I picked up what appears to be a WWI economy british officer infantry officer sword as apart of a two sword set this last week. No manufacturer marking, numbers, initials. There may be a retailer mark on it, I'll have to post some pics. The shark skin is in decent shape. The hand guard is loose, looks like the metal cover piece for the hilt is a plated brass replacement. I don't want to do anything with it until I confirm my economy sword assessment.

    The leather/wood scabbard had utterly disintegrated. I was thinking of making a wood/leather scabbard for it as a fun project. I looked up some info and it doesn't look too difficult. Have any of you ever done this as a fun project, any advice?

  15. #65
    Is the "Conserving Antique Swords" link working?

  16. #66
    Join Date
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    Quote Originally Posted by Paul Reid View Post
    Is the "Conserving Antique Swords" link working?
    sorry to say, no. We have a technical issue with the CMS that impacted the section our articles were featured on. Sorry about the inconvenience.
    mark@swordforum.com

    ~ Hostem Hastarum Cuspidibus Salutemus ~

    "Those who beat their swords into plowshares usually end up plowing for those who don't."
    Benjamin Franklin

  17. #67
    Does the Conserving antique swords link have a problem or just gone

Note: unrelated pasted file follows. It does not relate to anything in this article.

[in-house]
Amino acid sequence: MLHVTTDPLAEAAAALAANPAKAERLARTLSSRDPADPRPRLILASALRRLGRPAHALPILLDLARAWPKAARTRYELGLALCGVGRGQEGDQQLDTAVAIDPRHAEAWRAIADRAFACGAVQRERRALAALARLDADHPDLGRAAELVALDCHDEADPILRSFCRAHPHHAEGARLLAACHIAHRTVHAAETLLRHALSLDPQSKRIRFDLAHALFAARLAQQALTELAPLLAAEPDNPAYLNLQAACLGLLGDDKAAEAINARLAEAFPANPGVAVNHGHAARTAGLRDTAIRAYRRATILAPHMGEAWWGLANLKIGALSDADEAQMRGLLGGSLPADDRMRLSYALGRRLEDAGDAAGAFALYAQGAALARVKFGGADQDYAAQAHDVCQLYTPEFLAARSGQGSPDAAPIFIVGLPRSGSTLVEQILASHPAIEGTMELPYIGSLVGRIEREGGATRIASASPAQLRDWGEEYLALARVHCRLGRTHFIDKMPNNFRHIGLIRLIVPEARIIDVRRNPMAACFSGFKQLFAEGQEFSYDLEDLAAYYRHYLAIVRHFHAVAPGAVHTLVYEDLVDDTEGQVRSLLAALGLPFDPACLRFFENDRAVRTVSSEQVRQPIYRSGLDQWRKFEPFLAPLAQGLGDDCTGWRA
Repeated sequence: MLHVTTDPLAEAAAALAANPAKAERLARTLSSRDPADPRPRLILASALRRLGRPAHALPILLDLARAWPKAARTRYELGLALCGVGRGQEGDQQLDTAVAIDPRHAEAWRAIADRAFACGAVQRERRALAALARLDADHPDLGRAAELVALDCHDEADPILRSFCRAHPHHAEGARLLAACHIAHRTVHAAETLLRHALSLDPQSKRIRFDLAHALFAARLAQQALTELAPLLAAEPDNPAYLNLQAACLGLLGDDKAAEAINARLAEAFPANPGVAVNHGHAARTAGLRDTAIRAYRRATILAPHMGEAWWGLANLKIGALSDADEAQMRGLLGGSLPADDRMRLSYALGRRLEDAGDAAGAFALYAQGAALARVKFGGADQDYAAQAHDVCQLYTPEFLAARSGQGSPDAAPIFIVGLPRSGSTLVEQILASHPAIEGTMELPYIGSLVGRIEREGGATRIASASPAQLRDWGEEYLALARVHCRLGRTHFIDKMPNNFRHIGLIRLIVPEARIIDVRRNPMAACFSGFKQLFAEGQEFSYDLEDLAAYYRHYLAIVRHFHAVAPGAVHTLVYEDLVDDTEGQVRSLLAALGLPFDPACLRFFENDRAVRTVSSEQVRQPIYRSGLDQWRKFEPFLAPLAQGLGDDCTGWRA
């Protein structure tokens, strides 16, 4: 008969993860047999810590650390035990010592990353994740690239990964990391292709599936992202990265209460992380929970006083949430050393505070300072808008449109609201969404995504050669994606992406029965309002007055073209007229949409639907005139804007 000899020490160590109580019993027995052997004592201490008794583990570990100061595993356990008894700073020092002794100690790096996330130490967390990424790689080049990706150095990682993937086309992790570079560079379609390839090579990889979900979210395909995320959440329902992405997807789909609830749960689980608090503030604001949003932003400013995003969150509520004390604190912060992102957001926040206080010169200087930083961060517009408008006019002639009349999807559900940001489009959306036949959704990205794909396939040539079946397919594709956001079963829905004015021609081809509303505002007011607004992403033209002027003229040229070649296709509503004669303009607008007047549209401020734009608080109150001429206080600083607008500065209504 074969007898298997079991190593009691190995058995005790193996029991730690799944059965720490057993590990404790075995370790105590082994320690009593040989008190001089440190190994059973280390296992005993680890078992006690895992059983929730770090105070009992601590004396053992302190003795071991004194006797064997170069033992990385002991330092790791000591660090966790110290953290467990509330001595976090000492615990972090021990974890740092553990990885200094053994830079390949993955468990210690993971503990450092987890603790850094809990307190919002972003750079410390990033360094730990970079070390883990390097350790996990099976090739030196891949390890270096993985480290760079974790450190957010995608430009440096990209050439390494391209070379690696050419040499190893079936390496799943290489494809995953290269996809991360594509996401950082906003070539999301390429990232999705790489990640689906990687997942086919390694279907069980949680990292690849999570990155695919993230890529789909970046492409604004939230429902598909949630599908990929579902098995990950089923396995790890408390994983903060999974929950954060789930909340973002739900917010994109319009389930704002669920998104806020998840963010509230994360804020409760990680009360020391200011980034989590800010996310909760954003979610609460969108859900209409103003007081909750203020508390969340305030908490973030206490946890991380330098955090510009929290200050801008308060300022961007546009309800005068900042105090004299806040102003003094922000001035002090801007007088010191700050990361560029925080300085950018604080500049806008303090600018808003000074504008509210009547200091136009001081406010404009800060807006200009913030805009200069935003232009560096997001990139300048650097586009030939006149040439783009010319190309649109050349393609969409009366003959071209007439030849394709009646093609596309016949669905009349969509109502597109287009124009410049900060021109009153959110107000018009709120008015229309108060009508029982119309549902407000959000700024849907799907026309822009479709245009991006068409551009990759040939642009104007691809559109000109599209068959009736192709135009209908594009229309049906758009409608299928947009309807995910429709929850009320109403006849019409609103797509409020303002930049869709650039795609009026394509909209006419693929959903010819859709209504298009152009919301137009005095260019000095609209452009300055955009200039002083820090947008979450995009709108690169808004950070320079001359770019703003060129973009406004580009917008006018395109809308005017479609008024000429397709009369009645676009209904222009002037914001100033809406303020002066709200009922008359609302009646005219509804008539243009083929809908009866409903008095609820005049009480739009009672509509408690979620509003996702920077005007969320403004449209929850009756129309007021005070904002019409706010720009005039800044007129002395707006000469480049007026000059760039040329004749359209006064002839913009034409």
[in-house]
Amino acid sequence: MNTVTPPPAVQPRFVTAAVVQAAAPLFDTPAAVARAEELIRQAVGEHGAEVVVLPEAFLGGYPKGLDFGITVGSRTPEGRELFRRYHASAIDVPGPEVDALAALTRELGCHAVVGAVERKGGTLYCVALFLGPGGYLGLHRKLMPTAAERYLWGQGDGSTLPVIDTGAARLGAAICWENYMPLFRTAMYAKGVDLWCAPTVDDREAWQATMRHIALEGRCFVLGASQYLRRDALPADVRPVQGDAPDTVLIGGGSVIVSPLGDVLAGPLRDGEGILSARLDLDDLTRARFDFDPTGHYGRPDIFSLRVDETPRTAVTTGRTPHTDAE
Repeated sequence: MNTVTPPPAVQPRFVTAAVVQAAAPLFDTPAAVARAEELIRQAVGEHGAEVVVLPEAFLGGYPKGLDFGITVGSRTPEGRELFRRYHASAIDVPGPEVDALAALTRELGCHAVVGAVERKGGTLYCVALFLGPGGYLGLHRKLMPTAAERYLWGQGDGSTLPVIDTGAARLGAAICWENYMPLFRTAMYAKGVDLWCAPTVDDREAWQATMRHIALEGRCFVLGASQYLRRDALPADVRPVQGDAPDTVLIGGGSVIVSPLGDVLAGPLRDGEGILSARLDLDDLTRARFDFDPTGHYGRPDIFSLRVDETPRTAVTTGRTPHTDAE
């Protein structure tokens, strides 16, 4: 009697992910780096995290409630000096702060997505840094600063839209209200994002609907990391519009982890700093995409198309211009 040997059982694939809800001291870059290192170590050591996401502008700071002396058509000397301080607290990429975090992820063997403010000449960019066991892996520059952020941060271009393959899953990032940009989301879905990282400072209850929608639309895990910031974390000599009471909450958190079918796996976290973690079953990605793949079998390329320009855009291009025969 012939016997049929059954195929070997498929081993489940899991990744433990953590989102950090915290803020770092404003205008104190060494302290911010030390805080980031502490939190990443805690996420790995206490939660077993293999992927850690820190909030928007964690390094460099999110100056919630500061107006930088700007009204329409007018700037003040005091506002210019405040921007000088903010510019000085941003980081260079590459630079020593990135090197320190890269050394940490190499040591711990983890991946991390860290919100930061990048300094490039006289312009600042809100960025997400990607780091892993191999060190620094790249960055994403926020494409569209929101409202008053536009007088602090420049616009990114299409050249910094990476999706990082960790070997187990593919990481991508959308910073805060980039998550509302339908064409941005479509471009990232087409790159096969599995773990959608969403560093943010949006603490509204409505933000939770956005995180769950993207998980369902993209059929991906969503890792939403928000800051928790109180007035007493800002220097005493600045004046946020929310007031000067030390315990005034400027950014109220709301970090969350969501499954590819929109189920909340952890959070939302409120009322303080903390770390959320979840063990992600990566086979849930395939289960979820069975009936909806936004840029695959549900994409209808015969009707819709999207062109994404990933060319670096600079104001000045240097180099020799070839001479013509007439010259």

18. #68
    Join Date
    Mar 2006
    Location
    Durham, UK
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    95
    Hi,

    I wonder if anyone can help. I have two swords with fish skin grips that have loss to the fish skin. On inspection they look like they are getting some 'whitening' around the edges of the fishskin. I have tried to take a picture showing the issue, does anyone know what it is is and how to arrest/reverse the issue!?
    Name:  IMG_0791.JPG
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Size:  35.0 KB

  19. #69
    Join Date
    Oct 2007
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    Kingston area, Ontario Canada
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    I find black shoe dye works well. Apply with a small artists brush, let dry and then pat with a paper towel to remove any excess that does not stay. This will also dye the wood where the loss is and make the grip look very presentable.

  20. #70

    Re-Wrap recommendations.

    I have a lovely Napoleonic French Line-Officer sword with an heirloom blade on it. The wire on the grip has become unraveled and I would like a professional to do the re-wrap. Any recommendations? Tom Nardi is the only one I've heard of. Does any one have reviews of his work/customer service. Thanks!
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    Peace, Love, SWORDS!

  21. #71
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    I would recommend Tom. I have purchased items from him in the past that have worked well.

  22. #72
    Join Date
    Feb 2002
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    Nipmuc USA
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    I know it is frustrating for many readers and visitors but one can read the conservation article via archive.org
    https://web.archive.org/web/20140818...d-July-18-2001

    The same is true for the front page, which is currently down. One has to fiddle around a bit but it is possible to find pages defunct for several years, including the old SFI Online Magazine sections and the Sword Forum International University links. Copy link addresses and then run through
    https://archive.org/

    Happy hunting
    Last edited by Glen C.; 11-12-2017 at 08:31 AM.